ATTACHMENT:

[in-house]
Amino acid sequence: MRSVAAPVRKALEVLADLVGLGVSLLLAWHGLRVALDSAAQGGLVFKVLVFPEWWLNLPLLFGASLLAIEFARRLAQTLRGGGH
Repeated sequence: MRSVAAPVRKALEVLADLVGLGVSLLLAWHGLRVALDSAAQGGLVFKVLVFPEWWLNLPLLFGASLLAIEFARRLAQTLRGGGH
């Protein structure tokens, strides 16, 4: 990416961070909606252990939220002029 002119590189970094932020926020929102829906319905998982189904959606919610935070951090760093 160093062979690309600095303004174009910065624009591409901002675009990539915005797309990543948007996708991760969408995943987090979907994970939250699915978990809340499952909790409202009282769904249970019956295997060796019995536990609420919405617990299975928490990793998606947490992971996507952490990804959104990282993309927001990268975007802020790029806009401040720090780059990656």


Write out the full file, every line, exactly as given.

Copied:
[in-house]
Amino acid sequence: MRSVAAPVRKALEVLADLVGLGVSLLLAWHGLRVALDSAAQGGLVFKVLVFPEWWLNLPLLFGASLLAIEFARRLAQTLRGGGH
Repeated sequence: MRSVAAPVRKALEVLADLVGLGVSLLLAWHGLRVALDSAAQGGLVFKVLVFPEWWLNLPLLFGASLLAIEFARRLAQTLRGGGH
């Protein structure tokens, strides 16, 4: 990416961070909606252990939220002029 002119590189970094932020926020929102829906319905998982189904959606919610935070951090760093 160093062979690309600095303004174009910065624009591409901002675009990539915005797309990543948007996708991760969408995943987090979907994970939250699915978990809340499952909790409202009282769904249970019956295997060796019995536990609420919405617990299975928490990793998606947490992971996507952490990804959104990282993309927001990268975007802020790029806009401040720090780059990656």